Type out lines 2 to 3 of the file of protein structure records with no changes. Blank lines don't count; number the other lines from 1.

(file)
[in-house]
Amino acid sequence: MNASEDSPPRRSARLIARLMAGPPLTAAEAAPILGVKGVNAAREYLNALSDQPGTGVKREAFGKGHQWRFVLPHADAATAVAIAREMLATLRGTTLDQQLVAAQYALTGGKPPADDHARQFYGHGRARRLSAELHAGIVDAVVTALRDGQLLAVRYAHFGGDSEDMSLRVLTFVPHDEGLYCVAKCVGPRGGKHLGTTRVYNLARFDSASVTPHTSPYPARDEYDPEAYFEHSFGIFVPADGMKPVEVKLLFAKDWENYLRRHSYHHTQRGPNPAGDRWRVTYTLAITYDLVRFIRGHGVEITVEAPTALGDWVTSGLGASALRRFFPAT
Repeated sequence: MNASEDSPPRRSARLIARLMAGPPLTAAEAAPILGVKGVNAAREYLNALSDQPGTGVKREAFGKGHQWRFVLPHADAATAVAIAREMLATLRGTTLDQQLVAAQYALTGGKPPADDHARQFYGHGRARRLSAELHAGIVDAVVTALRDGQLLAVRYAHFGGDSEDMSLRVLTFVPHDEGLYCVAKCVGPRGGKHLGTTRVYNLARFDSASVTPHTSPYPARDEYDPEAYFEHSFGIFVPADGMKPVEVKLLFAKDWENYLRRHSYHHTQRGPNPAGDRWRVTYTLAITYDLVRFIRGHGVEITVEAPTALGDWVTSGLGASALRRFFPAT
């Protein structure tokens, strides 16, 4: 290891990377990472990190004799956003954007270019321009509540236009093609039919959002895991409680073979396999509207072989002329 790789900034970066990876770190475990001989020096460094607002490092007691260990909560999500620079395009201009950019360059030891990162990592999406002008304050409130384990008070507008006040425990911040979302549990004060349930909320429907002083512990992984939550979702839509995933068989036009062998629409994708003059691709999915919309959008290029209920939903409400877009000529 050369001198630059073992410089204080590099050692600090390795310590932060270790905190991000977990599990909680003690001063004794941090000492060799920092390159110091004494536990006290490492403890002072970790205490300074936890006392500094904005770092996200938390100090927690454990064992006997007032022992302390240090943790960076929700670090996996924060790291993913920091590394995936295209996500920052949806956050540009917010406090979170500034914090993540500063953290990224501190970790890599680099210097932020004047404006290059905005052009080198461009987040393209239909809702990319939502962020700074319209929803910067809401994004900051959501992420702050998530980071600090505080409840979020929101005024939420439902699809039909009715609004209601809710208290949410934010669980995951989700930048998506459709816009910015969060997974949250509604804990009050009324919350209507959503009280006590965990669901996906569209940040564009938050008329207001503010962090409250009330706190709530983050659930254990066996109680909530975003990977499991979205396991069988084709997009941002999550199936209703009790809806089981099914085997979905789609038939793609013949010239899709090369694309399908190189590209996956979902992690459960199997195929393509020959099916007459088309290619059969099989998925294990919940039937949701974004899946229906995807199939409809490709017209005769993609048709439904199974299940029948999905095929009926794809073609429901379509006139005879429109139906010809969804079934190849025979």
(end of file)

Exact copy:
Amino acid sequence: MNASEDSPPRRSARLIARLMAGPPLTAAEAAPILGVKGVNAAREYLNALSDQPGTGVKREAFGKGHQWRFVLPHADAATAVAIAREMLATLRGTTLDQQLVAAQYALTGGKPPADDHARQFYGHGRARRLSAELHAGIVDAVVTALRDGQLLAVRYAHFGGDSEDMSLRVLTFVPHDEGLYCVAKCVGPRGGKHLGTTRVYNLARFDSASVTPHTSPYPARDEYDPEAYFEHSFGIFVPADGMKPVEVKLLFAKDWENYLRRHSYHHTQRGPNPAGDRWRVTYTLAITYDLVRFIRGHGVEITVEAPTALGDWVTSGLGASALRRFFPAT
Repeated sequence: MNASEDSPPRRSARLIARLMAGPPLTAAEAAPILGVKGVNAAREYLNALSDQPGTGVKREAFGKGHQWRFVLPHADAATAVAIAREMLATLRGTTLDQQLVAAQYALTGGKPPADDHARQFYGHGRARRLSAELHAGIVDAVVTALRDGQLLAVRYAHFGGDSEDMSLRVLTFVPHDEGLYCVAKCVGPRGGKHLGTTRVYNLARFDSASVTPHTSPYPARDEYDPEAYFEHSFGIFVPADGMKPVEVKLLFAKDWENYLRRHSYHHTQRGPNPAGDRWRVTYTLAITYDLVRFIRGHGVEITVEAPTALGDWVTSGLGASALRRFFPAT